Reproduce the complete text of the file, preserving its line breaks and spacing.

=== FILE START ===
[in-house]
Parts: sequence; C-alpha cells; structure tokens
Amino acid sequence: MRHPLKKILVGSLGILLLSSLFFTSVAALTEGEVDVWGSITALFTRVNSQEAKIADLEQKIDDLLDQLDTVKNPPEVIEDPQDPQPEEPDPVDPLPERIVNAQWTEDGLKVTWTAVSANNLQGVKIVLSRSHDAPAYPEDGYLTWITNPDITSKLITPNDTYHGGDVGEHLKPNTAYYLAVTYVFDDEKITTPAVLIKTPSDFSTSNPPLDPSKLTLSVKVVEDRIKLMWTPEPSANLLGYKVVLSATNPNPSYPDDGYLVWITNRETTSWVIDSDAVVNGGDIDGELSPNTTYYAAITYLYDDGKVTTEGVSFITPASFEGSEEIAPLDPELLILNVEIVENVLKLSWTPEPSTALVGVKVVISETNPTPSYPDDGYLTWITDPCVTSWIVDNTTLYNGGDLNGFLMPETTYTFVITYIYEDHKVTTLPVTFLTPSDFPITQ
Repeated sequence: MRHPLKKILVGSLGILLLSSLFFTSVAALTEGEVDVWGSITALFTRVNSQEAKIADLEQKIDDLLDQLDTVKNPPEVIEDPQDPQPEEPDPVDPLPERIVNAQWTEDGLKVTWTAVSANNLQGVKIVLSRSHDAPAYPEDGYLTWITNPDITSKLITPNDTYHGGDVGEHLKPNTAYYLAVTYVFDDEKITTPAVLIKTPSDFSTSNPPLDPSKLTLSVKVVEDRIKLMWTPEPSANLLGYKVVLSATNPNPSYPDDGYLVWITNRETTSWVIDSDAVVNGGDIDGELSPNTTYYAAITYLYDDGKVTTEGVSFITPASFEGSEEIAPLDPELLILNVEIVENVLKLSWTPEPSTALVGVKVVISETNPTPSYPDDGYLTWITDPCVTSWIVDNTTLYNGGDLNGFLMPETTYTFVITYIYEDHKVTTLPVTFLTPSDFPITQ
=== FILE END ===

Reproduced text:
[in-house]
Parts: sequence; C-alpha cells; structure tokens
Amino acid sequence: MRHPLKKILVGSLGILLLSSLFFTSVAALTEGEVDVWGSITALFTRVNSQEAKIADLEQKIDDLLDQLDTVKNPPEVIEDPQDPQPEEPDPVDPLPERIVNAQWTEDGLKVTWTAVSANNLQGVKIVLSRSHDAPAYPEDGYLTWITNPDITSKLITPNDTYHGGDVGEHLKPNTAYYLAVTYVFDDEKITTPAVLIKTPSDFSTSNPPLDPSKLTLSVKVVEDRIKLMWTPEPSANLLGYKVVLSATNPNPSYPDDGYLVWITNRETTSWVIDSDAVVNGGDIDGELSPNTTYYAAITYLYDDGKVTTEGVSFITPASFEGSEEIAPLDPELLILNVEIVENVLKLSWTPEPSTALVGVKVVISETNPTPSYPDDGYLTWITDPCVTSWIVDNTTLYNGGDLNGFLMPETTYTFVITYIYEDHKVTTLPVTFLTPSDFPITQ
Repeated sequence: MRHPLKKILVGSLGILLLSSLFFTSVAALTEGEVDVWGSITALFTRVNSQEAKIADLEQKIDDLLDQLDTVKNPPEVIEDPQDPQPEEPDPVDPLPERIVNAQWTEDGLKVTWTAVSANNLQGVKIVLSRSHDAPAYPEDGYLTWITNPDITSKLITPNDTYHGGDVGEHLKPNTAYYLAVTYVFDDEKITTPAVLIKTPSDFSTSNPPLDPSKLTLSVKVVEDRIKLMWTPEPSANLLGYKVVLSATNPNPSYPDDGYLVWITNRETTSWVIDSDAVVNGGDIDGELSPNTTYYAAITYLYDDGKVTTEGVSFITPASFEGSEEIAPLDPELLILNVEIVENVLKLSWTPEPSTALVGVKVVISETNPTPSYPDDGYLTWITDPCVTSWIVDNTTLYNGGDLNGFLMPETTYTFVITYIYEDHKVTTLPVTFLTPSDFPITQ